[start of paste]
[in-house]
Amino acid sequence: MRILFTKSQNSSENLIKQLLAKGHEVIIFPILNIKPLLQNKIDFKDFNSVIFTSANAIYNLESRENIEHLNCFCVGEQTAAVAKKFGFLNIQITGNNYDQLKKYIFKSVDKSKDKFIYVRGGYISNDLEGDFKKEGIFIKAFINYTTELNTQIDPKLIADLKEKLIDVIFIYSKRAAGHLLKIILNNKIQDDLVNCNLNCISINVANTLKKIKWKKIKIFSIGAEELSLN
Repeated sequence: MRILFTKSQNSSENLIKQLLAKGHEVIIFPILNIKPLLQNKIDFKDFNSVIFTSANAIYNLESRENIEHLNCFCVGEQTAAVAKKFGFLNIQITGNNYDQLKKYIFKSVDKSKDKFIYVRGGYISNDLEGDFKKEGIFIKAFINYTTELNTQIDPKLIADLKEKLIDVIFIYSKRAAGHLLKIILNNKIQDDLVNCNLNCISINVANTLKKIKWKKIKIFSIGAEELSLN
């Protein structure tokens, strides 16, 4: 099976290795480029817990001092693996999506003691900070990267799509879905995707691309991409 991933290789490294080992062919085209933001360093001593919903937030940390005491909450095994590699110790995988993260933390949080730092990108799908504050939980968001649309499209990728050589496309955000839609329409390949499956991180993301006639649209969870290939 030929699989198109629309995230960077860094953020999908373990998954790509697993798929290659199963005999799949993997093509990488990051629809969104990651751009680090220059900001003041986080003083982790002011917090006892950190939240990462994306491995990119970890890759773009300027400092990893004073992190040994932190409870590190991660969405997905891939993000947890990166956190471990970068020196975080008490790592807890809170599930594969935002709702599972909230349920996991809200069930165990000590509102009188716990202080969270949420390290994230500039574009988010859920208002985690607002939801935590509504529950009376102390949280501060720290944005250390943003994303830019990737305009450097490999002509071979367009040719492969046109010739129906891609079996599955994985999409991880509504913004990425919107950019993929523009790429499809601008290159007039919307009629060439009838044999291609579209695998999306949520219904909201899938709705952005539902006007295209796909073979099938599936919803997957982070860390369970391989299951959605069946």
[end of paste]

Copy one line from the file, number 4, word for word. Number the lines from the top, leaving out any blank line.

């Protein structure tokens, strides 16, 4: 099976290795480029817990001092693996999506003691900070990267799509879905995707691309991409 991933290789490294080992062919085209933001360093001593919903937030940390005491909450095994590699110790995988993260933390949080730092990108799908504050939980968001649309499209990728050589496309955000839609329409390949499956991180993301006639649209969870290939 030929699989198109629309995230960077860094953020999908373990998954790509697993798929290659199963005999799949993997093509990488990051629809969104990651751009680090220059900001003041986080003083982790002011917090006892950190939240990462994306491995990119970890890759773009300027400092990893004073992190040994932190409870590190991660969405997905891939993000947890990166956190471990970068020196975080008490790592807890809170599930594969935002709702599972909230349920996991809200069930165990000590509102009188716990202080969270949420390290994230500039574009988010859920208002985690607002939801935590509504529950009376102390949280501060720290944005250390943003994303830019990737305009450097490999002509071979367009040719492969046109010739129906891609079996599955994985999409991880509504913004990425919107950019993929523009790429499809601008290159007039919307009629060439009838044999291609579209695998999306949520219904909201899938709705952005539902006007295209796909073979099938599936919803997957982070860390369970391989299951959605069946």